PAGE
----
As part of the regular consumer and expenditure surveys, the NSSO has been regularly collecting data on the magnitude of hunger in India. The exact wording of the NSSO hunger question in (2004/05) was: “Do all members of your household ‘get enough food every day: Yes, every month of the year-1; some months of the year -2; No month of the year-3”. In 1983, some hunger was reported by 14.2 per cent of the population but by 2004/5, this fraction had declined to only 1.4 per cent, that is, “no” hunger, at least according to consumption surveys on self-identified hunger. Year 2004/5 is the last year the question on hunger was asked in the NSSO survey. A decade later, the Indian government passed a Right to Food law to alleviate hunger. There is an alternative survey measure of hunger for India (and most countries of the world) provided by Gallup surveys. The question they have asked since 2007 is the following: “Does your family have insufficient money/finances to meet food needs?”
The table documents various statistics about hunger and poverty in the world around 2013. Two separate indices are reported for the IFPRI index — one for 2014 and one for 2015. Note that for most regions (except South Asia and India) the new IFPRI hunger index (because of separate indices for stunting and wasting rather than one joint index of underweight) has near double the proportion of hunger.
According to the Gallup hunger index, about 22 per cent of the South Asian population suffers from hunger, somewhat more than the corresponding 32 per cent for the three-times richer East Asian nations. As much as 11 per cent of the population in advanced economies reports itself as hungry. As discussed in my paper for Brookings (see note to table), it does appear that hunger is more of a relative, than absolute, concept.
Malnutrition affects stunting and weight and despite having considerably higher per capita income, India has the same IFPRI nutrition (reported as hunger) status as sub-Saharan Africa. There is a genuine nutrition absorption problem in India. The most likely cause of this is bad sanitation, a large component of which is open-defecation. Arvind Virmani (“The Sudoku of Growth, Poverty and Malnutrition: Policy Implications for Lagging States”, Planning Commission 2007) was the first to highlight the importance of sanitation in determining nutrition status. “For instance a child suffering from diarrhoea much of the time is unlikely to be able to ingest much good and healthy food and absorb the nutrition, even if it is freely available and provided to the child by the mother/parents. In the Indian environment, access to water and toilets, breast feeding (to impart immunity in an unhealthy environment), access to sound health advice/treatment, prevalence of vaccination and availability of vitamin supplements” are indicators of bad health, malnutrition etc. (emphasis added).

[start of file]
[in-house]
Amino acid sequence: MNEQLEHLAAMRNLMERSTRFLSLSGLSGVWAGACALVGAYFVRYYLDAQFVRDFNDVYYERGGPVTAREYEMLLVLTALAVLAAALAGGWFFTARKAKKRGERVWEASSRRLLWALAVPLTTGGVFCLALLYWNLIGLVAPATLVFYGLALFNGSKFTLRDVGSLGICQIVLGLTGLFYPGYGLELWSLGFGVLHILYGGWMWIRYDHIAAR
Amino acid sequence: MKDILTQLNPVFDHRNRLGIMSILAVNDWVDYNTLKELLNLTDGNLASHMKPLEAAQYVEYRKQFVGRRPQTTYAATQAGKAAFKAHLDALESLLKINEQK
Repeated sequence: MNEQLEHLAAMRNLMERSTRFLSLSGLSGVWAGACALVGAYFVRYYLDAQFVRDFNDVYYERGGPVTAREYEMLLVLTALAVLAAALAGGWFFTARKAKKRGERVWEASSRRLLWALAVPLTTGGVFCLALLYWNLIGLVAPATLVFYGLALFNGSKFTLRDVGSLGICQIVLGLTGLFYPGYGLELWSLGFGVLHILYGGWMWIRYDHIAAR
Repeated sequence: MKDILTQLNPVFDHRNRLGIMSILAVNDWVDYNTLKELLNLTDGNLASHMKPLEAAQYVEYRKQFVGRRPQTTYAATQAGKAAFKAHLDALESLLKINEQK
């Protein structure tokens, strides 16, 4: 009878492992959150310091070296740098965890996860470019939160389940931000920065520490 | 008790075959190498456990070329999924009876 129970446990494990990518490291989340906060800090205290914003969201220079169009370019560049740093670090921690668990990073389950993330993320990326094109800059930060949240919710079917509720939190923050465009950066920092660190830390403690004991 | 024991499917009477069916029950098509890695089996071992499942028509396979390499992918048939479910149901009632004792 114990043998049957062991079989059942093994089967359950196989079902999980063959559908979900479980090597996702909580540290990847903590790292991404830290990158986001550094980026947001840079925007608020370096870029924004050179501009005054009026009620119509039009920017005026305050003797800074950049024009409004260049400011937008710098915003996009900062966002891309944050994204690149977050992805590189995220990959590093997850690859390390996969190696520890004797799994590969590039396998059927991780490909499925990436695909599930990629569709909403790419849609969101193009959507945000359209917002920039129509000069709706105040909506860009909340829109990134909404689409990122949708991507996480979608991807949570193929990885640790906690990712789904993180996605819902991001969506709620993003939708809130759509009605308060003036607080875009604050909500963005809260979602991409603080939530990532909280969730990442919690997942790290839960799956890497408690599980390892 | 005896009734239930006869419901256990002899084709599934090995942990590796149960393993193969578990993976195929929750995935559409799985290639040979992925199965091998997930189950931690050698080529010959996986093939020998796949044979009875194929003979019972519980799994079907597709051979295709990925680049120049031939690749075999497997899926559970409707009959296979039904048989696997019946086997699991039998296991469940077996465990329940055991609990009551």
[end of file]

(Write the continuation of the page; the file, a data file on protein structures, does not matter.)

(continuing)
Some years later, Dean Spears (2013), “The nutritional value of toilets: How much international variation in child height can sanitation explain?”, documented the important role that open defecation played in explaining India’s bad indicators relative to sub-Saharan Africa. In 2014, Prime Minister Narendra Modi started the drive to stop open defecation, and said that we needed to do so from the ramparts of the Red Fort. We can debate endlessly about the speed of adoption of toilets, but there is now a Bollywood movie on the subject. History will record, a few years from now, the large role played by toilet construction, and adoption, in increasing nutrition efficacy in India to East Asian levels.
I want to end with the following question: Would India have not been considerably better off in terms of health, nutrition and welfare if instead of spending thousands of crore on food subsidies, it had spent monies on essential public goods like sanitation?